Reduced levels of brain-derived neurotrophic factor (BDNF) are thought to contribute to the pathophysiology of Rett syndrome (RTT), a severe neurodevelopmental disorder caused by loss-of-function mutations in the gene encoding methyl-CpG-binding protein 2 (MeCP2). In Mecp2 mutant mice, BDNF deficits have been associated with breathing abnormalities, a core feature of RTT, as well as with synaptic hyperexcitability within the brainstem respiratory network. Application of BDNF can reverse hyperexcitability in acute brainstem slices from Mecp2-null mice, suggesting that therapies targeting BDNF or its receptor, TrkB, could be effective at acute reversal of respiratory abnormalities in RTT. Therefore, we examined the ability of LM22A-4, a small-molecule BDNF loop-domain mimetic and TrkB partial agonist, to modulate synaptic excitability within respiratory cell groups in the brainstem nucleus tractus solitarius (nTS) and to acutely reverse abnormalities in breathing at rest and during behavioral arousal in Mecp2 mutants. Patch-clamp recordings in Mecp2-null brainstem slices demonstrated that LM22A-4 decreases excitability at primary afferent synapses in the nTS by reducing the amplitude of evoked excitatory postsynaptic currents and the frequency of spontaneous and miniature excitatory postsynaptic currents. In vivo, acute treatment of Mecp2-null and -heterozygous mutants with LM22A-4 completely eliminated spontaneous apneas in resting animals, without sedation. Moreover, we demonstrate that respiratory dysregulation during behavioral arousal, a feature of human RTT, is also reversed in Mecp2 mutants by acute treatment with LM22A-4. Together, these data support the hypothesis that reduced BDNF signaling and respiratory dysfunction in RTT are linked, and establish the proof-of-concept that treatment with a small-molecule structural mimetic of a BDNF loop domain and a TrkB partial agonist can acutely reverse abnormal breathing at rest and in response to behavioral arousal in symptomatic RTT mice.
doi:10.1242/dmm.016030
PMCID: PMC4142725  PMID: 25147297
Mecp2; Brain-derived neurotrophic factor (BDNF); Respiration; Brainstem; Arousal
9.  The wisdom of Weismann 
Cell cycle (Georgetown, Tex.)  2009;8(14):2131-2132.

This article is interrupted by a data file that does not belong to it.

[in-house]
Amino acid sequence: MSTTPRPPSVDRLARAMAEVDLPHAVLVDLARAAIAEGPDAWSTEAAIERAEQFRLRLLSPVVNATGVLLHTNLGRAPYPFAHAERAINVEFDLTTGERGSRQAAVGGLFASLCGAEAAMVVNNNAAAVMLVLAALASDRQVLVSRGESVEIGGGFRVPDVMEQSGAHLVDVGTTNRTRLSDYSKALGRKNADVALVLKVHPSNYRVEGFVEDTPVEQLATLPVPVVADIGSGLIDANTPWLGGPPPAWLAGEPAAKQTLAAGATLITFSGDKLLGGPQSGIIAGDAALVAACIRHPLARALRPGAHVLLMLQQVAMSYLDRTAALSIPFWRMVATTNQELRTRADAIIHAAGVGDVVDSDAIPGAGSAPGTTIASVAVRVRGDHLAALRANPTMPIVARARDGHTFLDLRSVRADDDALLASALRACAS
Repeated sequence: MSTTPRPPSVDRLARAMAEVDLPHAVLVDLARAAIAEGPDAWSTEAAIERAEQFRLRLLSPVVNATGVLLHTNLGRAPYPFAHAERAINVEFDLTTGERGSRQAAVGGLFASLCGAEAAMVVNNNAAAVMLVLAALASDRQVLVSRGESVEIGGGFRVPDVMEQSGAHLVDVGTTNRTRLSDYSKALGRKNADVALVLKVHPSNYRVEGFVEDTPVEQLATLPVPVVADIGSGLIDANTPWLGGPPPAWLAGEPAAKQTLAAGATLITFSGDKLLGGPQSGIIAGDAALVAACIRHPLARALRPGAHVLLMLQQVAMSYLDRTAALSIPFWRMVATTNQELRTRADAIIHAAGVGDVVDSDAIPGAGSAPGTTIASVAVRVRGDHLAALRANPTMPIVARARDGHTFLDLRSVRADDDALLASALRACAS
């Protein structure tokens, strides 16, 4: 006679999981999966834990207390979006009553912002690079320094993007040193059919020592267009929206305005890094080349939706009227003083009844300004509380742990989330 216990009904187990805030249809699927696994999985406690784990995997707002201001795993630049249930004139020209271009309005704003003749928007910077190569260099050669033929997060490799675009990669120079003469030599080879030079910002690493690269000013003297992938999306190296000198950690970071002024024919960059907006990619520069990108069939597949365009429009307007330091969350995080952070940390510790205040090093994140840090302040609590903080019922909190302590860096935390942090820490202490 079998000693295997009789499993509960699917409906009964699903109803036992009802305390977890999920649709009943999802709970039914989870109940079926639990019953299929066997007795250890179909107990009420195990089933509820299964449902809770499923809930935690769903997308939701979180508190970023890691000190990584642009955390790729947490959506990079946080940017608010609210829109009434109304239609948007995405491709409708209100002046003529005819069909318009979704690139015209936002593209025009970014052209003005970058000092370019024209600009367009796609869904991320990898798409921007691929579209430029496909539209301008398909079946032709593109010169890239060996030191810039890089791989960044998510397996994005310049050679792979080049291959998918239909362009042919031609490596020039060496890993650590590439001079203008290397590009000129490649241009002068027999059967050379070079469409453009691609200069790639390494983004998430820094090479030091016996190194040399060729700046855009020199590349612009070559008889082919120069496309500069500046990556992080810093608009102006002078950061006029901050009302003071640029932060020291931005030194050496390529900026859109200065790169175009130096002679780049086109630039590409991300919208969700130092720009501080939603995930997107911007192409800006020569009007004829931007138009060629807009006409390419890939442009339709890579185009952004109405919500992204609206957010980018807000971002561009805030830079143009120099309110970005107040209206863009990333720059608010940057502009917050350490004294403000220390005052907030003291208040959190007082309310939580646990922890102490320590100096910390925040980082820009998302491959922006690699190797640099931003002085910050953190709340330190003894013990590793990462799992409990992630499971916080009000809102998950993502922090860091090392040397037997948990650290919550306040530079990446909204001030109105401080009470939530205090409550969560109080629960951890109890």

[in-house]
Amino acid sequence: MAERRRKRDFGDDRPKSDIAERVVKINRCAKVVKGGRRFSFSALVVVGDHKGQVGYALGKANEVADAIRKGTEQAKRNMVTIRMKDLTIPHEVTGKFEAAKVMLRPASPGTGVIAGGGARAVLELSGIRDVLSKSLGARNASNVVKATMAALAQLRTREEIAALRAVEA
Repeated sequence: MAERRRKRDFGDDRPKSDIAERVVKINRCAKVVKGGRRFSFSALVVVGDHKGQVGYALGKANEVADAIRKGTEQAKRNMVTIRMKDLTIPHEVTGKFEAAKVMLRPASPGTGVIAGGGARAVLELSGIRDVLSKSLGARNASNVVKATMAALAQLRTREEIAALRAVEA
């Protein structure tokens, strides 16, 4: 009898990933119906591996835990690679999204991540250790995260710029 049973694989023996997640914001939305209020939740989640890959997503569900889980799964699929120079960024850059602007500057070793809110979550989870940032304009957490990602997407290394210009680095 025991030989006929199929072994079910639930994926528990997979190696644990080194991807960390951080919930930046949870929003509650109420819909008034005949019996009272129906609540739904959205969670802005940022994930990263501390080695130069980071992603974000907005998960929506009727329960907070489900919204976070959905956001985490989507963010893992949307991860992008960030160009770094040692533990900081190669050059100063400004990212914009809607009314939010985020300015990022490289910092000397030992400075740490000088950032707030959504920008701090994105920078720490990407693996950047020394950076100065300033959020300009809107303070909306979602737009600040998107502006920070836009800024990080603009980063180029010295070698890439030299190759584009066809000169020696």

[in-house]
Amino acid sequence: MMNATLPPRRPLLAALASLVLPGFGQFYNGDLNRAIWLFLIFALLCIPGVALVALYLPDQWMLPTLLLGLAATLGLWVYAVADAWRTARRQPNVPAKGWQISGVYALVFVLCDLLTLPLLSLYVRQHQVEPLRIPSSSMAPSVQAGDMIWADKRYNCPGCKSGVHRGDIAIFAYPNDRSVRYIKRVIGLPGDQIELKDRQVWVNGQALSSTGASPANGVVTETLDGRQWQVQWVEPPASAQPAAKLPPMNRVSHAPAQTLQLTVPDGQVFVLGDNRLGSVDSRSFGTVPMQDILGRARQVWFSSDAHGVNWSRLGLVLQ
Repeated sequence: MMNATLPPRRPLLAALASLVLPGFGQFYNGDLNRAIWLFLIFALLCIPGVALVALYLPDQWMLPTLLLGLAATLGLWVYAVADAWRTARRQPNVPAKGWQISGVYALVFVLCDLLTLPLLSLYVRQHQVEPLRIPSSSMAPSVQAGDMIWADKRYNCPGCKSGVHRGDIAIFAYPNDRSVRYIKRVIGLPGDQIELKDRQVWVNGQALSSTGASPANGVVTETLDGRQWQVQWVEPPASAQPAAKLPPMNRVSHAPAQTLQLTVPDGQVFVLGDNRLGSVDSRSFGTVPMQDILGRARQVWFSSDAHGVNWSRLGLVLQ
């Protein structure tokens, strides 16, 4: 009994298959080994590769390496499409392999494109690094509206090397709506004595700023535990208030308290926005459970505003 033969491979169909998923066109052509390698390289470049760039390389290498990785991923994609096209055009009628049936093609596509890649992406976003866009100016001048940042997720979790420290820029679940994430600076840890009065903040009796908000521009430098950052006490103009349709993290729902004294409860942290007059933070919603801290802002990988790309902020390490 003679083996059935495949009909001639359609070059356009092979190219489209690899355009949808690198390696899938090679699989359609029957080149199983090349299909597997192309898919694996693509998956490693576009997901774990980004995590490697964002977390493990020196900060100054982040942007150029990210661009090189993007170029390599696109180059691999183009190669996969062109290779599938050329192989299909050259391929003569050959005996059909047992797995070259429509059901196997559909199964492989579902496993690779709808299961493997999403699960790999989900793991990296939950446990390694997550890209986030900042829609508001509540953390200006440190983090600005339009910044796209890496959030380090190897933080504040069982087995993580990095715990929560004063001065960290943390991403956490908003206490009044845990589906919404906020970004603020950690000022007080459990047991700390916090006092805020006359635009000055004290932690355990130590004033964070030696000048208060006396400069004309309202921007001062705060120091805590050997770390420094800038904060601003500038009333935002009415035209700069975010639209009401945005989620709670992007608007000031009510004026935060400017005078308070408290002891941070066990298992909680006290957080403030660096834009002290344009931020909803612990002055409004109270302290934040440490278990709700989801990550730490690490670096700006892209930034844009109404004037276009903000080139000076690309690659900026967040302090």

PMCID: PMC4086154  PMID: 19556871
10.  Trends in Reporting Methadone-Associated Cardiac Arrhythmia, 1997–2011 
Annals of internal medicine  2013;158(10):735-740.
Background:
Long-acting opioids are a leading cause of accidental death in the United States, and methadone is associated with greater mortality rates. Whether this increase is related to the proarrhythmic properties of methadone is unclear.
Objective:
To describe methadone-associated arrhythmia events reported in the U.S. Food and Drug Administration Adverse Event Reporting System (FAERS).
Design:
Description of national adverse event registry data before and after publication of a 2002 report describing an association between methadone and arrhythmia.
Setting:
FAERS, November 1997 and June 2011.
Patients:
Adults with QTc prolongation or torsade de pointes and ventricular arrhythmia or cardiac arrest.
Measurements:
FAERS reports before and after the 2002 report.
Results:
1646 cases of ventricular arrhythmia or cardiac arrest and 379 cases of QTc prolongation or torsade de pointes were associated with methadone. Monthly reports of QTc prolongation or torsade de pointes increased from a mean of 0.3 (95% CI, 0.1 to 0.5) before the 2002 publication to a mean of 3.5 (CI, 2.5 to 4.8) after it. After 2000, methadone was the second-most common primary suspect in cases of QTc prolongation or torsade de pointes after dofetilide (a known proarrhythmic drug) and was associated with disproportionate reporting similar to that of antiarrhythmic agents known to promote torsade de pointes. Antiretroviral drugs for HIV were the most common coadministered drugs.
Limitation:
Reports to FAERs are voluntary and selective, and incidence rates cannot be determined from spontaneously reported data.
Conclusion:
Since 2002, reports to FAERS of methadone-associated arrhythmia have increased substantially and are disproportionately represented relative to other events with the drug. Coadministration of methadone with antiretrovirals in patients with HIV may pose particular risk.
Primary Funding Source:
Colorado Clinical and Translational Sciences Institute, National Institutes of Health, and Agency for Healthcare Research and Quality.
doi:10.7326/0003-4819-158-10-201305210-00008
PMCID: PMC3793842  PMID: 23689766
11.  Analysis of Vaginal Microbicide Film Hydration Kinetics by Quantitative Imaging Refractometry 
PLoS ONE  2014;9(4):e95005.
We have developed a quantitative imaging refractometry technique, based on holographic phase microscopy, as a tool for investigating microscopic structural changes in water-soluble polymeric materials. Here we apply the approach to analyze the structural degradation of vaginal topical microbicide films due to water uptake. We implemented transmission imaging of 1-mm diameter film samples loaded into a flow chamber with a 1.5×2 mm field of view. After water was flooded into the chamber, interference images were captured and analyzed to obtain high resolution maps of the local refractive index and subsequently the volume fraction and mass density of film material at each spatial location. Here, we compare the hydration dynamics of a panel of films with varying thicknesses and polymer compositions, demonstrating that quantitative imaging refractometry can be an effective tool for evaluating and characterizing the performance of candidate microbicide film designs for anti-HIV drug delivery.